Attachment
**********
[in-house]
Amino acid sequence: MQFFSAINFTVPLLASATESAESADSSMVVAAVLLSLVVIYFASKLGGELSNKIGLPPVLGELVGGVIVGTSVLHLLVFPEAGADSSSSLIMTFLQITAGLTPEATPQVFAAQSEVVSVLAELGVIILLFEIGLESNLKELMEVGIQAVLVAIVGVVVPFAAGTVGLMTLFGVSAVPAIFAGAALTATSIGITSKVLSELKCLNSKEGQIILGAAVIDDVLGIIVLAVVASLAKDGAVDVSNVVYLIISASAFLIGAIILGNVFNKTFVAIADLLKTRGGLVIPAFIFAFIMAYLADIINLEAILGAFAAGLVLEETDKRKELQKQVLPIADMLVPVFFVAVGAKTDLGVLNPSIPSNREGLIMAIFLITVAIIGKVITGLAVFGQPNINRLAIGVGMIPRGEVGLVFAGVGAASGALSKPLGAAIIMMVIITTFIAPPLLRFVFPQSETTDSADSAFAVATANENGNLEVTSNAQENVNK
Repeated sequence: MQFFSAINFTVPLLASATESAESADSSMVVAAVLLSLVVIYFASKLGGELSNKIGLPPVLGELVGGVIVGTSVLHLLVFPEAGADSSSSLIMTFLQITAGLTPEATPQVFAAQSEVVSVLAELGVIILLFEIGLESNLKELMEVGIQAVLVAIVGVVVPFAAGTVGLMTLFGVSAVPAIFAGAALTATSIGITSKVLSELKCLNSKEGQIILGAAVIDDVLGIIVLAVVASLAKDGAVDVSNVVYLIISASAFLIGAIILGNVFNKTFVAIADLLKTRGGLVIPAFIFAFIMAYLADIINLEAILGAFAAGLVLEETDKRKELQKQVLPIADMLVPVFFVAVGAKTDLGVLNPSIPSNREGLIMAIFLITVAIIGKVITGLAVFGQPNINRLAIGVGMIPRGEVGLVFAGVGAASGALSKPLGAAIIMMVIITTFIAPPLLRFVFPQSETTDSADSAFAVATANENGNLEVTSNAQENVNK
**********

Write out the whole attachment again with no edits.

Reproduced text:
[in-house]
Amino acid sequence: MQFFSAINFTVPLLASATESAESADSSMVVAAVLLSLVVIYFASKLGGELSNKIGLPPVLGELVGGVIVGTSVLHLLVFPEAGADSSSSLIMTFLQITAGLTPEATPQVFAAQSEVVSVLAELGVIILLFEIGLESNLKELMEVGIQAVLVAIVGVVVPFAAGTVGLMTLFGVSAVPAIFAGAALTATSIGITSKVLSELKCLNSKEGQIILGAAVIDDVLGIIVLAVVASLAKDGAVDVSNVVYLIISASAFLIGAIILGNVFNKTFVAIADLLKTRGGLVIPAFIFAFIMAYLADIINLEAILGAFAAGLVLEETDKRKELQKQVLPIADMLVPVFFVAVGAKTDLGVLNPSIPSNREGLIMAIFLITVAIIGKVITGLAVFGQPNINRLAIGVGMIPRGEVGLVFAGVGAASGALSKPLGAAIIMMVIITTFIAPPLLRFVFPQSETTDSADSAFAVATANENGNLEVTSNAQENVNK
Repeated sequence: MQFFSAINFTVPLLASATESAESADSSMVVAAVLLSLVVIYFASKLGGELSNKIGLPPVLGELVGGVIVGTSVLHLLVFPEAGADSSSSLIMTFLQITAGLTPEATPQVFAAQSEVVSVLAELGVIILLFEIGLESNLKELMEVGIQAVLVAIVGVVVPFAAGTVGLMTLFGVSAVPAIFAGAALTATSIGITSKVLSELKCLNSKEGQIILGAAVIDDVLGIIVLAVVASLAKDGAVDVSNVVYLIISASAFLIGAIILGNVFNKTFVAIADLLKTRGGLVIPAFIFAFIMAYLADIINLEAILGAFAAGLVLEETDKRKELQKQVLPIADMLVPVFFVAVGAKTDLGVLNPSIPSNREGLIMAIFLITVAIIGKVITGLAVFGQPNINRLAIGVGMIPRGEVGLVFAGVGAASGALSKPLGAAIIMMVIITTFIAPPLLRFVFPQSETTDSADSAFAVATANENGNLEVTSNAQENVNK